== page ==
The Curious Case of NOTA Vote in Reserved Constituencies
Image used for representational purposes. 
Image used for representational purposes.  (Photo: Reuters)

The Curious Case of NOTA Vote in Reserved Constituencies

In an earlier story, Factly had written about how NOTA is losing sheen over the years. Further analysis of the data also reveals a trend where NOTA has polled a greater percentage of votes in reserved constituencies (SC/ST) as compared to general constituencies.

For the purpose of this analysis, we looked at the data from 38 different elections & 5,342 constituencies (both Lok Sabha & Assembly) that went to polls after the introduction of NOTA in the year 2013. Out of these, 3,795 are General (GEN) constituencies, 796 are SC reserved (SC) and the remaining 751 are ST reserved (ST). It has to be noted that certain states like Telangana, Madhya Pradesh, Rajasthan, Chhattisgarh, Mizoram & Delhi had two assembly elections after the introduction of NOTA.

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NOTA Share In ST Seats More Than Double The Share In General Seats

If all the elections conducted so far are considered (after the introduction of NOTA), the NOTA vote share was lowest in the GEN seats (1.05%) followed by SC reserved seats (1.24%). The ST reserved seats had the highest NOTA vote share with 2.31%, which is more than double the vote share in general seats.

NOTA vote share according to type of constituencies
NOTA vote share according to type of constituencies
(Photo Courtesy: Factly)

Also Read : 15 lakh Voters Chose NOTA Over BJP, Cong & Others Across 5 States

The Trend Continues Year After Year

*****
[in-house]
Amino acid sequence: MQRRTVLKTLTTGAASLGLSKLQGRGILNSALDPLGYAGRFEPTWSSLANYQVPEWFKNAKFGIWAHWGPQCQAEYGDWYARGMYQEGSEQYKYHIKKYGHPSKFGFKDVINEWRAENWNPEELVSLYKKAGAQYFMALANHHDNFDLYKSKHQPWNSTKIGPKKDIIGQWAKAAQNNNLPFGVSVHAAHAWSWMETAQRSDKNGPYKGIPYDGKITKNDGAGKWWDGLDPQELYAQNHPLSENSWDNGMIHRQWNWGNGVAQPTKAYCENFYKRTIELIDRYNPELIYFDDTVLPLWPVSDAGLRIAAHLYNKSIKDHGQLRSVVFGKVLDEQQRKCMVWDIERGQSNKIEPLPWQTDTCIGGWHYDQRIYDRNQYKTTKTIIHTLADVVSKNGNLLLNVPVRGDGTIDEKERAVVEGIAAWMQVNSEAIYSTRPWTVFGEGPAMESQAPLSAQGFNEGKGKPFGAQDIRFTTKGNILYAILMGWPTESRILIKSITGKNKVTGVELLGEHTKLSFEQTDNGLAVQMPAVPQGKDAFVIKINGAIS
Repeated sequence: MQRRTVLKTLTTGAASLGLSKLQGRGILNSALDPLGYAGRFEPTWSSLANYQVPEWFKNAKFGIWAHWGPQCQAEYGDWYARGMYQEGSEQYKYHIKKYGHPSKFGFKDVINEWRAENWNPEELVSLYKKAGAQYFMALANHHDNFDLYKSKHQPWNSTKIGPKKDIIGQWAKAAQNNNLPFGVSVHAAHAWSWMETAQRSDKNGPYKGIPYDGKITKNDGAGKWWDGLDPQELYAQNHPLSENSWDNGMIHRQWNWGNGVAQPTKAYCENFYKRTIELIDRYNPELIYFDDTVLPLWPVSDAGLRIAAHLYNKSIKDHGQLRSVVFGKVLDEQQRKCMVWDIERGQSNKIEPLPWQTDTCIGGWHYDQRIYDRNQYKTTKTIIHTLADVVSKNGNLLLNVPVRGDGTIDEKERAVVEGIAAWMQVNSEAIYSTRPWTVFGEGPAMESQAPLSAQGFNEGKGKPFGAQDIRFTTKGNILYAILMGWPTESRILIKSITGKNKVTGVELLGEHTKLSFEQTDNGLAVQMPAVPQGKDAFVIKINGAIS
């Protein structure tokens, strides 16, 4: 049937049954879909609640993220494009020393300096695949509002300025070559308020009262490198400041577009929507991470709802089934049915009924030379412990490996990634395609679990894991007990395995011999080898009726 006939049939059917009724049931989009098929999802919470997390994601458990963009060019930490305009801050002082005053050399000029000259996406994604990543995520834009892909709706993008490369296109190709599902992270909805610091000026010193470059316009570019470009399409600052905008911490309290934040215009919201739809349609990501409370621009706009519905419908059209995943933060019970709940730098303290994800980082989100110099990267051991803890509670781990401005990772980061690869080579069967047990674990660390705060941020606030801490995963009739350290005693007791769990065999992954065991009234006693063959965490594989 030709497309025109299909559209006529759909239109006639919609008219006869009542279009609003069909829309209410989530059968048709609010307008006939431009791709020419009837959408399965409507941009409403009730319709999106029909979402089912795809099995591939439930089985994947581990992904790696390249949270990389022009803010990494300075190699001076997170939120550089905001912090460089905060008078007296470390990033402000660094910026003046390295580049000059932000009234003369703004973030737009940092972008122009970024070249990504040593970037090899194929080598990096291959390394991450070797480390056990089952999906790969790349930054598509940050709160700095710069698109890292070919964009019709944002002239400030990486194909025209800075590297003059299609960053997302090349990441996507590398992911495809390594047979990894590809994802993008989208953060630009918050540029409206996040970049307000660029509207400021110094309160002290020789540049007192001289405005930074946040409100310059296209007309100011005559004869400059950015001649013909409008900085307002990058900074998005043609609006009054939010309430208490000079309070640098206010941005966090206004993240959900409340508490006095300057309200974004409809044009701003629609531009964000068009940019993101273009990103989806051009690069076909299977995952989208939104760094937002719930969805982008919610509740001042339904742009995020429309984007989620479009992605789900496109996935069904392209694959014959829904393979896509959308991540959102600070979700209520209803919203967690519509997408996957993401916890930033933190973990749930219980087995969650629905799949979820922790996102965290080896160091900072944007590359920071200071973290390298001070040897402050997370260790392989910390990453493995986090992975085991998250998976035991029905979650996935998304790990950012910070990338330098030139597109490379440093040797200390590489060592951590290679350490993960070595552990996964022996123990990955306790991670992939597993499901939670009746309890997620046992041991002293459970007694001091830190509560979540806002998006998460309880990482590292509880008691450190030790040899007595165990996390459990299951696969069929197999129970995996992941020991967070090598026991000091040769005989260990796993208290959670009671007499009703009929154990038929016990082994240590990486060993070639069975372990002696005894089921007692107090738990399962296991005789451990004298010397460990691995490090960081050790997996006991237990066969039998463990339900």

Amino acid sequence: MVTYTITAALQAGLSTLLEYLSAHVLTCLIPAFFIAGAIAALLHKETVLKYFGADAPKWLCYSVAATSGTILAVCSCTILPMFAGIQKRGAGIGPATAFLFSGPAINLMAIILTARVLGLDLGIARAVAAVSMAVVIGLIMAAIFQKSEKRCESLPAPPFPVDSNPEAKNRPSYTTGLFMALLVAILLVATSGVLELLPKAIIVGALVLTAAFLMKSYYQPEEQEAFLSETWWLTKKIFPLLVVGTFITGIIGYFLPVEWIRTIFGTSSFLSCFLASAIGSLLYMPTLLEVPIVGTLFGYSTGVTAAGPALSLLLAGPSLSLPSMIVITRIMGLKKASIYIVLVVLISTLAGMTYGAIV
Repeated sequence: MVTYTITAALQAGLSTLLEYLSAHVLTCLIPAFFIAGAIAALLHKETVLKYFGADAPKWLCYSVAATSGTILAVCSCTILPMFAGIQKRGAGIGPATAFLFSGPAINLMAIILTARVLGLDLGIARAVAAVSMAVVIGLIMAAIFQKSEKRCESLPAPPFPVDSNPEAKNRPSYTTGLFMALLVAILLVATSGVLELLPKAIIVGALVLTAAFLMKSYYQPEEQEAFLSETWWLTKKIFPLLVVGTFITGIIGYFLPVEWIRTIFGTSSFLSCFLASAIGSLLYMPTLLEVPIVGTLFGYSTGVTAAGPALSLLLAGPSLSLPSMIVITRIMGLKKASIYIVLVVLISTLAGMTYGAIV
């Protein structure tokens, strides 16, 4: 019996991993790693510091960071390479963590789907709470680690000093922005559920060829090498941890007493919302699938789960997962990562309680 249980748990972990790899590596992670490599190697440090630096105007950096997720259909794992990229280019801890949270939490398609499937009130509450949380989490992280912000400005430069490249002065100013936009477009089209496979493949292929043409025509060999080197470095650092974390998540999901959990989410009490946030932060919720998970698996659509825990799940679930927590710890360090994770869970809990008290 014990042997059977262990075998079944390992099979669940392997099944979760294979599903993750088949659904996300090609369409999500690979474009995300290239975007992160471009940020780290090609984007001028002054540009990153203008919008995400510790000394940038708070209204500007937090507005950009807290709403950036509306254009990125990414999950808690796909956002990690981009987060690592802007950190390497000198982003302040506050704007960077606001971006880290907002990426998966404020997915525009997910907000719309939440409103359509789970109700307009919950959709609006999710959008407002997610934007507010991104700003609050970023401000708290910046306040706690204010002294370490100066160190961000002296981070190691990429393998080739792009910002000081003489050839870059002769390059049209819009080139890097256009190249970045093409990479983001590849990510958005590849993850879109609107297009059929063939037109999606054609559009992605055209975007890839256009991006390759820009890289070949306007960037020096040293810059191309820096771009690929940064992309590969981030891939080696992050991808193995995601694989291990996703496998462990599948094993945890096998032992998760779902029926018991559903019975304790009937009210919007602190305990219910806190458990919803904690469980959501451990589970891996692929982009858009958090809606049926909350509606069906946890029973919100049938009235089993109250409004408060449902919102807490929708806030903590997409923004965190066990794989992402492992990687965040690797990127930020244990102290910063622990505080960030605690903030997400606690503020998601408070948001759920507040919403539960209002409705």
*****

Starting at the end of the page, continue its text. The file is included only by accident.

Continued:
The trend of reserved constituencies polling a greater vote share for NOTA is not limited to any specific year. Year after year, the trend continued. In the year 2013 when NOTA was first introduced, NOTA vote share in GEN seats was 1.54% compared to 1.94% in SC reserved and 3.42% in ST reserved seats. This continued even in the Assembly elections in 2014 and even in the Lok Sabha election of 2014. In the 2014 Lok Sabha elections, NOTA polled 0.95% in GEN seats compared to 1.1% in SC reserved and 2.18% in ST reserved seats.

NOTA vote share according to type of constituencies and by year
NOTA vote share according to type of constituencies and by year
(Photo Courtesy: Factly)

This trend was broken only once in 2015 when Bihar went to polls. In 2015, NOTA polled 1.99% in GEN seats while polling 2.11% in ST reserved and 2.48% in SC reserved. This is the only year when NOTA vote share was highest in SC reserved seats. In all other years, the NOTA share was highest in the ST reserved seats. The trend continued in 2016, 2017 & even in the recently concluded Assembly elections in 2018. In both 2017 & 2018, the NOTA vote share in ST reserved seats is more than double the vote share of NOTA in GEN seats.

Also Read : Non-BJP front will come into being post elections: Yechury

Arunachal Pradesh And Jammu & Kashmir Are The Only Exceptions

This trend of NOTA vote share being more in reserved constituencies was observed in almost every state except in Arunachal Pradesh, Jammu & Kashmir and the small UT of Puducherry. In every other state, NOTA vote share was more in reserved constituencies compared to the general constituencies. The NOTA vote share in ST seats in some states was more than twice or even three times the vote share in general seats in some cases.

NOTA vote share by constituency type and by state (2013 to 2018)
NOTA vote share by constituency type and by state (2013 to 2018)
(Photo Courtesy: Factly)

What Could Be The Reasons For This?

Multiple news stories have highlighted this in the past like The Hindu, The Indian Express, Mint, The EPW etc. Almost all of these stories pointed towards some kind of mobilisation around caste, especially in reserved constituencies. In some tribal pockets, the non-tribals do not want to vote for the tribal candidates. In some other places, caste based groups have given an open call asking their community to vote for NOTA as a symbol of protest against caste-based reservation. While all these are anecdotal evidence, they point to a trend of mobilization for NOTA in reserved constituencies. It will need a much more detailed analysis to get a sense of the underlying reasons for this phenomenon. But the current trend is alarming.

(This article was first published on Factly and has been republished with permission.)

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